This is just to say (Rogelio Guedea), por Vincent O’Sullivan

Until a few months ago, all I knew of Mexican poetry was from a few international names like Octavio Paz, a selection of translations by Samuel Beckett, and a number of fine poets from anthologies. Then my discovery that in fact Spanish American poetry was being written a few kilometres from where I live. Rogelio Guedea has been in Dunedin for almost a decade. He teaches at the university, an intellectual who contributes regular political columns to papers in Mexico, a former legal prosecutor, a writer of crime novels, and a prolific poet. El crimen de los Tepames, the final volume of a fiction trilogy, last year was a best seller in Mexico, and his poetry has won Spain’s Premio Adonais. The enterprising Roger Hickin, whose Cold Hub Press is the only New Zealand imprint that brings out collections in foreign languages, is about to publish Si no te hubieras ido/If only you hadn’t gone, with his own finely pitched translations. The set of thirty four poems was written while the writer’s wife and family was temporarily back in Mexico. As I’ve noted in an Introduction to the volume,

‘Ordinary,’ I expect, is the first word that may come to you, should you ask, what kind of world is this, that these poems are part of? For that is the ultimate grace, you might say, that the poet’s wife bestows on a house and a suburb while she is there, and that seems so distant, so unlikely, when she is not. Just as in the Adam myth it is the correct naming of things that brings orderliness to whatever exists, it is her physical presence that gives coherence to objects, and pattern to routines. This is not ‘domestic poetry’ of the kind that sometimes seems to me a mere cataloguing of trivia. This is poetry that addresses love and purpose and emotional reach, and where everything within their range, whether cakes of soap or bathplugs or plastic rubbish bags, bask in their sheer quiddity, as philosophers used to say, because finally it is love that sanctions whatever point they have. This is the poetry of love timed to the minute by mundane clocks, yet proposing so much more as it spells out with casual, anecdotal, wryly good-humoured largesse, that right here, and only here, life and its values take shape.’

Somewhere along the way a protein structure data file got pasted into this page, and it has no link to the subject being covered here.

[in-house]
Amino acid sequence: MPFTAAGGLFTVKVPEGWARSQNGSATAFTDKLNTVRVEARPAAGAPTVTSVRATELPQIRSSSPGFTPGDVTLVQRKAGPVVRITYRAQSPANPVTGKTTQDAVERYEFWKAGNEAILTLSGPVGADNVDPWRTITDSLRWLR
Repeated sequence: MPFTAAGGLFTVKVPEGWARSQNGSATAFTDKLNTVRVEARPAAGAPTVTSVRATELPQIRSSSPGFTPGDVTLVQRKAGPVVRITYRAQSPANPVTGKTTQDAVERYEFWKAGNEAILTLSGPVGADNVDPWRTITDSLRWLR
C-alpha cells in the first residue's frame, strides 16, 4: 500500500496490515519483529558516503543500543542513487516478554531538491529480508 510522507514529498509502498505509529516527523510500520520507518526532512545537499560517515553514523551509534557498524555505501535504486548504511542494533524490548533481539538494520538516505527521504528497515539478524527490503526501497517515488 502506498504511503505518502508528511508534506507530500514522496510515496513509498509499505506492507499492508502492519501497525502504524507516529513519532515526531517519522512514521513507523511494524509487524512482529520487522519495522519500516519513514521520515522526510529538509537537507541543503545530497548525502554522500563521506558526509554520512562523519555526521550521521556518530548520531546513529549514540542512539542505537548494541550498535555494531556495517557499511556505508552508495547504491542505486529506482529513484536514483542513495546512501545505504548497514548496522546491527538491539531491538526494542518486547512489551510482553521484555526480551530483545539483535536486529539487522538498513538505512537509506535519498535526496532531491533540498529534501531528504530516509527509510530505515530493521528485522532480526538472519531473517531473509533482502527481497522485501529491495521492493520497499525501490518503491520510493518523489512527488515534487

If you’re inclined to trace out lines of descent, you might follow the thread from William Carlos Williams’ note in ‘This is just to say,’ when he took plums from an icebox, and wrote the sort of poem that several of my contemporaries fancied was where modern personal poetry really began, to the note on the fridge door in a Dunedin suburb, in the first lines of If only you hadn’t gone. At least it places these new poems in a tradition of unshowy, unsentimental love poems, whose strength is their needing neither flourish nor elaboration to strike home. And as I very much liked having the chance to say as I wrote about Guedea, ‘I don’t know any other poetry written in New Zealand that does quite what these poems do, with their imperative of rapidly jotted notes, and yet that overarching confidence of sustaining form. I don’t believe we can any longer talk about our contemporary poetry at large, without Rogelio Guedea now being a voice in that conversation.’

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